What Kind of Hate Am I Listening To?

The other day at work, I was following my usual routine… performing menial labor, while I listen to talk or opinion on the radio. One of my customers, who would probably consider herself progressive, tolerant and erudite, came to the counter and asked, “how can you listen to so much hate?” I was taken aback and then responded, “man, you should have heard the hate I was listening to this morning driving up here. I had NPR on the radio!” Then, it was her turn to look surprised.

So, I thought it might be a good idea to reflect on what I listen to and why; then blog about it. I don’t watch commercial television and what little time I do have to enjoy video, I try to spend watching good films or something educational. But, I have hours every day when I am commuting or doing production work, so I listen to a very specific, well-rounded mix of radio and spoken word.

Now, before I start blogging about what I’m listening to, you may be wondering if I was serious about National Public Radio (NPR) and “hate?” Well, “yes” and “no.” You see, I am an amateur media analyst… I love watching how art, film and communication media are employed to educate, sell, persuade and manipulate people’s thinking. And, I’m equally fascinated by people’s responses, when they are “getting worked.” But, I don’t see this process as necessarily bad and I’m not using the term “worked” as a pejorative, nor do I think all propaganda is bad. However, I do think there is such a thing as what Francis Schaeffer called “true truth.” And, I actually enjoy the challenge of “drilling down” through what’s presented to me throughout the day and sorting out “what’s really going on.” It’s something of a hobby for me.

NPR is one of my staples… it’s one of my main sources of news, opinion, and entertainment and I wish them success, even though I’m always urging Congress to cut their funding and make the private Corporation For Public Broadcasting earn their keep and compete on a level playing field with their commercial counterparts. I think, by and large, they do a good job, but they lean left and I find it amusing that there are actually folks who think that NPR or the BBC are “objective.” Face it, folks, no news or opinion source is objective and I really don’t expect them to be. If NPR had to compete for listeners ($$$), I think they would be more diverse and cover a broader range of cultural and political perspectives in their programming.

When we are talking about “hate,” as defined by my customer, we are actually talking about critical opinion, parody, sarcasm, downright ridicule, etc.. So, do I hear that on NPR? By her definition, sure! I’ve heard some of the most narrow, bigoted, hateful language and opinion from NPR’s most vaunted personalities: Terry Gross, Garrison Keillor, Daniel Schorr, and Steve Inskeep. But, more on them later… I suppose what I’m saying is that “hate” is a loaded word and its definition often depends upon which side of the opinion you’re on. Your sense of humor and ability to laugh at yourself and the absurdity of some of your deeply held opinions, along with the discipline it takes to be objective (when news organizations are not) will play a part in one’s idea of what qualifies as “hate.” A rudimentary grasp of history can also be helpful, in putting things into perspective.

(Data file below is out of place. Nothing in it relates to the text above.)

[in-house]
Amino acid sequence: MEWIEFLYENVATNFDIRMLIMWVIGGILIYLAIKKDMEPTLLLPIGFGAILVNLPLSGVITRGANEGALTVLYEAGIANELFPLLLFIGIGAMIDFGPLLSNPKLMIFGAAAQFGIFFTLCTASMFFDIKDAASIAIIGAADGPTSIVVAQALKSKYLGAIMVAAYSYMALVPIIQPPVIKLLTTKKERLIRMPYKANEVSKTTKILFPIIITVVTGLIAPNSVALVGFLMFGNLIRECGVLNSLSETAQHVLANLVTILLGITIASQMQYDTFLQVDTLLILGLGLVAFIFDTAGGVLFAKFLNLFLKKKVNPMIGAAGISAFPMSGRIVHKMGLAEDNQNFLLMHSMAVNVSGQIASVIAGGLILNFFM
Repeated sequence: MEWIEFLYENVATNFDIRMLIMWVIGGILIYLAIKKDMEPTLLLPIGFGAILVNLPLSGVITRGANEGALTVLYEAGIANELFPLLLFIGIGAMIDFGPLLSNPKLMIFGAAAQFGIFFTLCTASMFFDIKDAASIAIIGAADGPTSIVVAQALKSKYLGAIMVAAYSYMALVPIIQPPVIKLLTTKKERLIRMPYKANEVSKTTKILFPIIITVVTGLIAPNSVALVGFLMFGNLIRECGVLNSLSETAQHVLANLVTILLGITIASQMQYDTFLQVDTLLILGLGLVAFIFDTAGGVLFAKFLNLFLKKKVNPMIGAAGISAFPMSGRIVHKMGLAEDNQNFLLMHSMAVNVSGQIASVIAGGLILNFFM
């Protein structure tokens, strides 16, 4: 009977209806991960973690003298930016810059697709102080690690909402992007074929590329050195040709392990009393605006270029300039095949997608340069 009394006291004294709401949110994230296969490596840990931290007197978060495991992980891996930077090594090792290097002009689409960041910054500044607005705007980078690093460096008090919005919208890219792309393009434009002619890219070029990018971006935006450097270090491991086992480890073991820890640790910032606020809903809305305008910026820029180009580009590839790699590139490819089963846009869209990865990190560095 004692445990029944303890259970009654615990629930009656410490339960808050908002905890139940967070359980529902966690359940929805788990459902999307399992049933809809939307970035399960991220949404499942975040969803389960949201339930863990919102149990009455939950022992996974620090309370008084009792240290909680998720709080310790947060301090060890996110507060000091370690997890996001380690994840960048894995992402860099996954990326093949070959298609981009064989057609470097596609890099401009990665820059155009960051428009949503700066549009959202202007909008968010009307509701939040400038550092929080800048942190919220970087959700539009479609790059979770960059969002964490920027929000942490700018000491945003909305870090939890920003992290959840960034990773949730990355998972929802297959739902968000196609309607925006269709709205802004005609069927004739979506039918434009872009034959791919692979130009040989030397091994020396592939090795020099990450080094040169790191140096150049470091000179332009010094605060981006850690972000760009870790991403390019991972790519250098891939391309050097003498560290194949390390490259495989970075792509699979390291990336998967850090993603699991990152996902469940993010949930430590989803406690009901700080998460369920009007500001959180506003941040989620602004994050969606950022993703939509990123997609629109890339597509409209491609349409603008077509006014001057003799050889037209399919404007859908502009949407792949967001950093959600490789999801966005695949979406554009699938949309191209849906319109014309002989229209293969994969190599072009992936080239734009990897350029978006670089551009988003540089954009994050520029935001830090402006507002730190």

6 Comments

  1. Camille said:

    When you say ‘education’ videos, does that include Mystery Science Theater?

    June 26, 2006
    Reply
  2. said:

    No, I would consider MST3K in the category of fine films… the caliber of, say, Fellini, John Ford or Woody Allen.

    June 26, 2006
    Reply
  3. mitchco said:

    npr is biased , but , at least they encourage you to think , unlike that bastion of intellectualism, Rush limberger.

    July 4, 2006
    Reply
  4. Bo said:
    “MST3K … fine films”

    I say:
    AMEN.
    and “Gooooo Panthers!”

    Mitchco said:
    “npr is biased”

    I say:
    AMEN.

    Mitchco said:
    “at least they encourage you to think “

    I say:
    True…they avoid the tv news approach to cram a twenty minute story into a 30 second spot.
    And, they know how to produce good radio (from a production standpoint). Often our broadcast production team here at Familylife will listen to an NPR story or special just to learn from their production skills. Example: Ira Glass & This American Life – good radio or “Pop Vultures” – who’d a thunk you could get a couple of 20 somethin’s to just ramble on about their favorite music…but it works – well, I thought it did. They’ve since cancelled the show. Their use of music in production was great too. Or, what about Sound Portraits? They’ve got some well produced stories…fascinating.

    But, yeah…they are a bunch of lib’ruls’. 🙂
    Gooooooo Panthers!

    August 4, 2006
    Reply
  5. […] What kind of hate am I listening to? Another news and opinion source I go to regularly is National Public Radio. How much hate do they generate? That depends upon the host or the feature, I suppose. I’ll comment on various NPR programs in later posts. One thing I do know: actions speak louder than words and hateful acts are much more unpleasant and intolerable than hate speech. I learned this first hand when our local NPR affiliate, Capitol Public Radio, broadcast two interviews by Steve Inskeep during the presidential campaign of 2004 and I expressed my negative opinion to “the staff and the management.” The result? A member services rep sent me a threatening email message from his personal Yahoo! Mail account. He told me, through a personalized and bizarre literary device, that I should be very concerned for my family’s safety, because he knew my phone number and address. […]

    August 12, 2006
    Reply
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